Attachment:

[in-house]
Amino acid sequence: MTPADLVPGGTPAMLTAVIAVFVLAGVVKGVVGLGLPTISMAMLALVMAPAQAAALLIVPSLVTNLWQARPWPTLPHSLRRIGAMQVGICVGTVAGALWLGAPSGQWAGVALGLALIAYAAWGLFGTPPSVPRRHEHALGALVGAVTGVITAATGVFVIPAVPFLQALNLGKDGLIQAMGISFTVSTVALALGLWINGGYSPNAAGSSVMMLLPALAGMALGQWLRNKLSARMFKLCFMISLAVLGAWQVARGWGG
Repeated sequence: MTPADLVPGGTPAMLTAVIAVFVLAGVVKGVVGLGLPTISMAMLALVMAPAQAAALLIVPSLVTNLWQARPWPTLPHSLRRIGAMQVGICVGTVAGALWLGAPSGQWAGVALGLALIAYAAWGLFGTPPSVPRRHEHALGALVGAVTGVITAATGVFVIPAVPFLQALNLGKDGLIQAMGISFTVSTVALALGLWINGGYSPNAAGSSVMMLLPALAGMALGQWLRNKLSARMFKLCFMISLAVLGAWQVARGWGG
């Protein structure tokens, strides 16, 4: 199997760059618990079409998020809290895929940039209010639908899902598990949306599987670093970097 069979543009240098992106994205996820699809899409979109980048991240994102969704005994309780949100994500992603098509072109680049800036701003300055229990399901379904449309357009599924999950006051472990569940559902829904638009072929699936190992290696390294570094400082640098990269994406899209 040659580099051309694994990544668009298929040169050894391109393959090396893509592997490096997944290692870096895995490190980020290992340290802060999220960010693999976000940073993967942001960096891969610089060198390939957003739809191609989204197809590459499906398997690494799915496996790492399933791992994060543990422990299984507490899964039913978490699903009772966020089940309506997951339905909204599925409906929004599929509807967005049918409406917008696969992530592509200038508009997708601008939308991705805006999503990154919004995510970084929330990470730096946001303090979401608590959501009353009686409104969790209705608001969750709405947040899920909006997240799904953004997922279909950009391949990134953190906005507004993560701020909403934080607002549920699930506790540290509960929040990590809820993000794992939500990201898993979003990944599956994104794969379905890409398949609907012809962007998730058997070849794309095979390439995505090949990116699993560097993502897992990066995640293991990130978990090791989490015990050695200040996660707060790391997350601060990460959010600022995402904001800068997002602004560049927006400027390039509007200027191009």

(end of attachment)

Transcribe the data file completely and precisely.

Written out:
[in-house]
Amino acid sequence: MTPADLVPGGTPAMLTAVIAVFVLAGVVKGVVGLGLPTISMAMLALVMAPAQAAALLIVPSLVTNLWQARPWPTLPHSLRRIGAMQVGICVGTVAGALWLGAPSGQWAGVALGLALIAYAAWGLFGTPPSVPRRHEHALGALVGAVTGVITAATGVFVIPAVPFLQALNLGKDGLIQAMGISFTVSTVALALGLWINGGYSPNAAGSSVMMLLPALAGMALGQWLRNKLSARMFKLCFMISLAVLGAWQVARGWGG
Repeated sequence: MTPADLVPGGTPAMLTAVIAVFVLAGVVKGVVGLGLPTISMAMLALVMAPAQAAALLIVPSLVTNLWQARPWPTLPHSLRRIGAMQVGICVGTVAGALWLGAPSGQWAGVALGLALIAYAAWGLFGTPPSVPRRHEHALGALVGAVTGVITAATGVFVIPAVPFLQALNLGKDGLIQAMGISFTVSTVALALGLWINGGYSPNAAGSSVMMLLPALAGMALGQWLRNKLSARMFKLCFMISLAVLGAWQVARGWGG
């Protein structure tokens, strides 16, 4: 199997760059618990079409998020809290895929940039209010639908899902598990949306599987670093970097 069979543009240098992106994205996820699809899409979109980048991240994102969704005994309780949100994500992603098509072109680049800036701003300055229990399901379904449309357009599924999950006051472990569940559902829904638009072929699936190992290696390294570094400082640098990269994406899209 040659580099051309694994990544668009298929040169050894391109393959090396893509592997490096997944290692870096895995490190980020290992340290802060999220960010693999976000940073993967942001960096891969610089060198390939957003739809191609989204197809590459499906398997690494799915496996790492399933791992994060543990422990299984507490899964039913978490699903009772966020089940309506997951339905909204599925409906929004599929509807967005049918409406917008696969992530592509200038508009997708601008939308991705805006999503990154919004995510970084929330990470730096946001303090979401608590959501009353009686409104969790209705608001969750709405947040899920909006997240799904953004997922279909950009391949990134953190906005507004993560701020909403934080607002549920699930506790540290509960929040990590809820993000794992939500990201898993979003990944599956994104794969379905890409398949609907012809962007998730058997070849794309095979390439995505090949990116699993560097993502897992990066995640293991990130978990090791989490015990050695200040996660707060790391997350601060990460959010600022995402904001800068997002602004560049927006400027390039509007200027191009």